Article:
UPDATE: Lochte has issued a statement.
So, Ryan Lochte was out with some other U.S. Swimmers and later reported a robbery. The New York Times has a full breakdown of the timeline of events, and the current status of everything.
Basically, the men had their cab stop at a gas station to use the restroom. Lochte initially said they were pulled over by someone pretending to be a police officer, but later publicly said they had stopped at the gas station. He says they were stopped by a man or men with badges, and ordered to the ground and to hand over their money. The gas station says they they damaged some of the facilities, and that a security guard confronted them. Video from the gas station shows them on the ground- that actually supports part of Lochte’s statement. Some people are now saying that the security guards may have tried to get them to pay, or extorted them, while others say the men offered money to the gas station. The whole thing is weird.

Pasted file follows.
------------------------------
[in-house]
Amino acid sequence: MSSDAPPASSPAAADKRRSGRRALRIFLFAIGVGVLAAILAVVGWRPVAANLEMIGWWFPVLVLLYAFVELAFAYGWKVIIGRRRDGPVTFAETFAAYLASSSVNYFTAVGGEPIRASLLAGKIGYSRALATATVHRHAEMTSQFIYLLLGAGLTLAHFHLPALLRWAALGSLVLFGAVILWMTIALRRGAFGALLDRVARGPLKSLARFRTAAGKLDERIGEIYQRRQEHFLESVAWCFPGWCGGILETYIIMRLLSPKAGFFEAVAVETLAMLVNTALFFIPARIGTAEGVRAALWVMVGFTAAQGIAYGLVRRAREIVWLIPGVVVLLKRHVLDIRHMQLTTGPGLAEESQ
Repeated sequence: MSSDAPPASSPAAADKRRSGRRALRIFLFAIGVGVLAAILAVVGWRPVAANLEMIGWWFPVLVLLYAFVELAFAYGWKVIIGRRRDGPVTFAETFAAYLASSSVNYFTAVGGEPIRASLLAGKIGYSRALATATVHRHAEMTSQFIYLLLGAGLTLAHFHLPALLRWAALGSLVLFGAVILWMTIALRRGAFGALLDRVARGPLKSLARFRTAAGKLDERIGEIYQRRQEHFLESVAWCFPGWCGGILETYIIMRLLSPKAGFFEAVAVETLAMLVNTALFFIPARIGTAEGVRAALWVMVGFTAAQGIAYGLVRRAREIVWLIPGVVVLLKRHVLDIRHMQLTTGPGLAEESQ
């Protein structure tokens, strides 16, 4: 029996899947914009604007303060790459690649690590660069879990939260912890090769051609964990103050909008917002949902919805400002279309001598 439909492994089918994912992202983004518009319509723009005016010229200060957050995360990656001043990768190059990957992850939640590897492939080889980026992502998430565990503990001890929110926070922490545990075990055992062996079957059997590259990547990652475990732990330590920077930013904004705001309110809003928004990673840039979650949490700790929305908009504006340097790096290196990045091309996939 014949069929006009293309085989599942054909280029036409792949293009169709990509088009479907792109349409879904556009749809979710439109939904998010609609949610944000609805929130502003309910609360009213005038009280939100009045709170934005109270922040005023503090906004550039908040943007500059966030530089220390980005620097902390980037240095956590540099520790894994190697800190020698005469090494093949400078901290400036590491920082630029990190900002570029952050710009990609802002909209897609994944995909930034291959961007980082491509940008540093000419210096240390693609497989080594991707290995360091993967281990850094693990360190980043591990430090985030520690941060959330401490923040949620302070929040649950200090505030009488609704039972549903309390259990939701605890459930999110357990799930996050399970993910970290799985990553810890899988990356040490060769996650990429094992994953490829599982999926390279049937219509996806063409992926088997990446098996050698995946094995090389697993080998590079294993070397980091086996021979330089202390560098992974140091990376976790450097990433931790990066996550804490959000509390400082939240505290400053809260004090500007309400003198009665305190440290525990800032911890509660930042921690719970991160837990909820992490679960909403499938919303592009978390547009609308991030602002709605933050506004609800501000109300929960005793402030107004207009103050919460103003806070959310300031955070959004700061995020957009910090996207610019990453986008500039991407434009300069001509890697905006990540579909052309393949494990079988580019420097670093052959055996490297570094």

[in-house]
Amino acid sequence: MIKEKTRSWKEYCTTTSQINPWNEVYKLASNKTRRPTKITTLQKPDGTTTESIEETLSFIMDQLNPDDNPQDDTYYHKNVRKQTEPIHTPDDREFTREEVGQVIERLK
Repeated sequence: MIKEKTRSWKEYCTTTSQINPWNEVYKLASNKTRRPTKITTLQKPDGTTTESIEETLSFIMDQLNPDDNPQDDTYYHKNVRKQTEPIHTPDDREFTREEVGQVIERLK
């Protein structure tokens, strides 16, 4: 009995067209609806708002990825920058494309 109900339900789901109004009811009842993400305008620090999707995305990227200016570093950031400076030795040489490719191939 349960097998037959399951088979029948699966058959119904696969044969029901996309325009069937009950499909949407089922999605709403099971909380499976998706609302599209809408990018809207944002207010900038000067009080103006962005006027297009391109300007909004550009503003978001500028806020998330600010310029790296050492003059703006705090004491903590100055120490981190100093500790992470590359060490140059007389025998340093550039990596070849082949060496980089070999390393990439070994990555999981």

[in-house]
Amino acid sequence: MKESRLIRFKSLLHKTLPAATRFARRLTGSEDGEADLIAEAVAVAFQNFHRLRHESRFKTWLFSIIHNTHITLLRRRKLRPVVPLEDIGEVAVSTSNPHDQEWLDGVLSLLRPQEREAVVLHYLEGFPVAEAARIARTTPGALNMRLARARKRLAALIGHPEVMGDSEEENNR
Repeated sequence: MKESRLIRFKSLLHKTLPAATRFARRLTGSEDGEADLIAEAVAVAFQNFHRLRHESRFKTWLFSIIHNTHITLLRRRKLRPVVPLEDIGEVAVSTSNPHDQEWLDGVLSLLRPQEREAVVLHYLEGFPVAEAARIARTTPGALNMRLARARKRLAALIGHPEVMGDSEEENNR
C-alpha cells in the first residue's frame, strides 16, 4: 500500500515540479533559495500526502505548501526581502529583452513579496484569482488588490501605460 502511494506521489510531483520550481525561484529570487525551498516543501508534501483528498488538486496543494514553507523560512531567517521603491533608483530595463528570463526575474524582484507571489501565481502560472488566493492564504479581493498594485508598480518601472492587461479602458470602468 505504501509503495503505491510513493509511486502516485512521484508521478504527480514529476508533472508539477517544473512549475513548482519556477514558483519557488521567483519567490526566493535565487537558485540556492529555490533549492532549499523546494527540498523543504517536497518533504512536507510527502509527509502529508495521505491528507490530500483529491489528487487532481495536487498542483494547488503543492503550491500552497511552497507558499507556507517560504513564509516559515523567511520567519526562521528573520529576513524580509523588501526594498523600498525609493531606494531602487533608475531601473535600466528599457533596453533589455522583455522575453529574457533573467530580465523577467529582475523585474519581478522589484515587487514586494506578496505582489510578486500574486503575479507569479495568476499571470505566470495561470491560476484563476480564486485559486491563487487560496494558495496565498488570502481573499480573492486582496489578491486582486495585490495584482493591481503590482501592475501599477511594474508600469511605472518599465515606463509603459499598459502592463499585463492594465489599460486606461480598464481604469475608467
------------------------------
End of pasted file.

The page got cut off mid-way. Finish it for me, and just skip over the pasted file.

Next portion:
The common law definition of Robbery is taking the property of another by force or the threat of force. If the guard, who had a gun, ordered Lochte and the swimmers around and demanded money, it could constitute common law robbery. I do not know the definition of robbery in Brazil, but it potentially could fit, or could fit some other extortion charge. That’s not to say Lochte and/or the other swimmers are blameless, they could be facing charges for destruction of property, even if it bore out that they weren’t charged for false report.
Swimmers Jack Conger and Gunnar Bentz, who were pulled off a plane, gave a statement to police that did not indicate a robbery, and were permitted to travel back to the United States. Jimmy Feigen made an arrangement to make a payment to a Brazillian organization in a deal to avoid prosecution- which sounds like a deferred prosecution deal that one might see here. Lochte may end up doing something like that, as the charge is not ultimately that serious of an offense, and is more of a case of him acting drunk and stupid than criminally. It probably would not have been an issue if he had heeded the advice of USOC, and not said anything, instead of giving a graphic interview to the media the next morning.
The lie is usually worse than the crime.